Paper money

The Guardian is laying off 180 staff. Inevitably and horribly, some people on the internet are being dicks about it and celebrating the imminent unemployment of sales staff, junior editorial staff and so on.

These people aren’t losing their jobs because of the paper’s content. They’re losing their jobs partly because of the paper’s business model. Like all similar media, the money tap has dried up because of coronavirus. But unlike many similar media operations, The Guardian is particularly exposed because of a serious of decisions it’s made in the past and because of its current business model: to give all of its content away for free and make money from selling ads and running events, the two things you cannot make money from during a pandemic.

But the majority of discussion about this on social media is not on why The Guardian would rather lay off hundreds of people than introduce a paywall. It’s gone all culture war. I’ve lost count of the journalists who’ve essentially said that if you don’t want to take out a subscription to save the paper, you are an easily offended snowflake who hates journalism and is an enemy of democracy.

Which is exactly the kind of attitude that makes some people unwilling to subscribe to The Guardian.

Here’s publisher and commentator Laura Waddell, on Twitter.

Readers are increasingly asked not to buy a product but to support a principle – that the paper should exist, why it should exist. An organisation – of any kind – cannot ask the public to donate to support their principles without having those principles scrutinised.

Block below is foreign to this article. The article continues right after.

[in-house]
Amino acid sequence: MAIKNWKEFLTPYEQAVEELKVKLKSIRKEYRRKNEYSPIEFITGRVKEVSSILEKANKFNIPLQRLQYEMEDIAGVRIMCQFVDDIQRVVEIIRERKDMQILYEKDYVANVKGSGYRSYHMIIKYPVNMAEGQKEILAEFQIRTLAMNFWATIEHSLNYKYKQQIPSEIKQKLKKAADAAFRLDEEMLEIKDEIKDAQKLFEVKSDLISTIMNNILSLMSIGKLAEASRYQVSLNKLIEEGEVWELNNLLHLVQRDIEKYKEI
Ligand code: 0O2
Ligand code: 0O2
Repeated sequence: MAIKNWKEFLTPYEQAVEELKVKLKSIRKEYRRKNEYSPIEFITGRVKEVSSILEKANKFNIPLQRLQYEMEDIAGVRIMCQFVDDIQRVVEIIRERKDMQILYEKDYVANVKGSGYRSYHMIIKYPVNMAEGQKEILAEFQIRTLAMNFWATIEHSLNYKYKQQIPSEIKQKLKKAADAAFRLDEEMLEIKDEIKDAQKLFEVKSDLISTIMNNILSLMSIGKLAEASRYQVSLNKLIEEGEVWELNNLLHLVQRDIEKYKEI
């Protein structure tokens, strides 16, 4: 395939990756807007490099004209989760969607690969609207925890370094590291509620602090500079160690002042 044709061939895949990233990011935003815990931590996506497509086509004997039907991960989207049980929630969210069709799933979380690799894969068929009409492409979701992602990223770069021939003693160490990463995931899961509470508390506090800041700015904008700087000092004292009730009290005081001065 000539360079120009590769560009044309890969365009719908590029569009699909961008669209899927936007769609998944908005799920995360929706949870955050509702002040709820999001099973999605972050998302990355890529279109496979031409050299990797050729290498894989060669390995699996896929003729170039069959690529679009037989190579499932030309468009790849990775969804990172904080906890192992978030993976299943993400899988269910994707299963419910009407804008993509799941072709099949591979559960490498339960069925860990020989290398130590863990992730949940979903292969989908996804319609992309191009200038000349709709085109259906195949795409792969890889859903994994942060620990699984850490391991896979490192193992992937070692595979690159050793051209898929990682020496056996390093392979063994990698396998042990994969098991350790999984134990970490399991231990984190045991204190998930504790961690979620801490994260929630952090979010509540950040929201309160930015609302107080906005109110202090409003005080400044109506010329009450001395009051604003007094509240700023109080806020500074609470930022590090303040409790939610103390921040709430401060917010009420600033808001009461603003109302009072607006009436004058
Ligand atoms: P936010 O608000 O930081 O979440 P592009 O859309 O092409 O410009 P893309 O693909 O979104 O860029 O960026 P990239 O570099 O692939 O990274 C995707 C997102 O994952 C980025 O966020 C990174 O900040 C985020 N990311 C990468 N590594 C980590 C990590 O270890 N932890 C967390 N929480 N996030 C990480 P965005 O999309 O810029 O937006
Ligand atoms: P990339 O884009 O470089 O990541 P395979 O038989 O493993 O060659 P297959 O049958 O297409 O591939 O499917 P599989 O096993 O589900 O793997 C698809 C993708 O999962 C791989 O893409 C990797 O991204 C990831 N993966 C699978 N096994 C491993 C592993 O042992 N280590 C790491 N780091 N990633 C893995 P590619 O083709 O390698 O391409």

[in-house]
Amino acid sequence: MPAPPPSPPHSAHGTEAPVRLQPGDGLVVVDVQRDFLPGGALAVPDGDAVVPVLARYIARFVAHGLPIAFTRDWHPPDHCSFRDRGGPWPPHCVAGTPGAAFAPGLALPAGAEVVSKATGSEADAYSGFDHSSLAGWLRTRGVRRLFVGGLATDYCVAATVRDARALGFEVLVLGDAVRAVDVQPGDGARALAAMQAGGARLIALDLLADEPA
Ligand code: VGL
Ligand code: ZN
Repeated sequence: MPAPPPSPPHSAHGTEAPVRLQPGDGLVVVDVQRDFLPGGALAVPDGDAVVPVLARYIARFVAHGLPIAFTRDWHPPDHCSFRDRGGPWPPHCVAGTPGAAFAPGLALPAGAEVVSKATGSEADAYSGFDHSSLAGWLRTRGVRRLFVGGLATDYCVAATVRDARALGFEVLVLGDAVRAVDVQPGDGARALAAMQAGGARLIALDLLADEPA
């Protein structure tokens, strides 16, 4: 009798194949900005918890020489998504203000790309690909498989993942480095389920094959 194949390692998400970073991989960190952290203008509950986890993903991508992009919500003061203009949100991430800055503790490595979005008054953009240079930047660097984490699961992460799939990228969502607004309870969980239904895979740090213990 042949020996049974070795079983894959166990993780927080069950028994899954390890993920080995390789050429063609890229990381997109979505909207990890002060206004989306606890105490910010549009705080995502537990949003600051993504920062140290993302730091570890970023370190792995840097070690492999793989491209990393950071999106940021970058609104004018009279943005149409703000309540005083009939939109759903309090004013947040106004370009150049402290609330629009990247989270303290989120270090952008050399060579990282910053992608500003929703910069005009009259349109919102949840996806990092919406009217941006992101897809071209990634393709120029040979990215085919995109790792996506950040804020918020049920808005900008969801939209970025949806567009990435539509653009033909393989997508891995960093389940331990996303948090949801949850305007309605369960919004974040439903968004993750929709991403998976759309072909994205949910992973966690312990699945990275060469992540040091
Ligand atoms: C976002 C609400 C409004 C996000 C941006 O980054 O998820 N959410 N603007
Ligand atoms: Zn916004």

The message being put across here is not “buy this product because it is good”. It’s “donate to the cause”. I don’t hate journalism and I’m not an enemy of democracy, but as I’ve written a few times in recent years I don’t feel that The Guardian is a cause I feel comfortable supporting.

It’s not because it occasionally exposes me to a point of view that I disagree with. It’s that for nearly three years now it has taken a very clear editorial stance on trans people, a stance that has been publicly criticised by its US newsroom and 1/5th of its UK staff, a stance that I don’t believe is any different from or any less harmful than that of The Daily Mail.

I don’t buy that paper either, and yet I don’t see any left-wing people claiming that people who don’t buy the Mail are easily offended snowflakes who are enemies of democracy.

The Guardian’s preferred solution to its financial issues encapsulates the problem: it would rather destroy its superb arts and books coverage than cull the extremely well-paid columnists who write endless pieces about people being mean to their friends on Twitter.


You cannot say to the public – buy a paper to support these principles – its very existence, a free press, quality reporting – but criticise them for holding their own views as to what principles they will pay money to support or not support.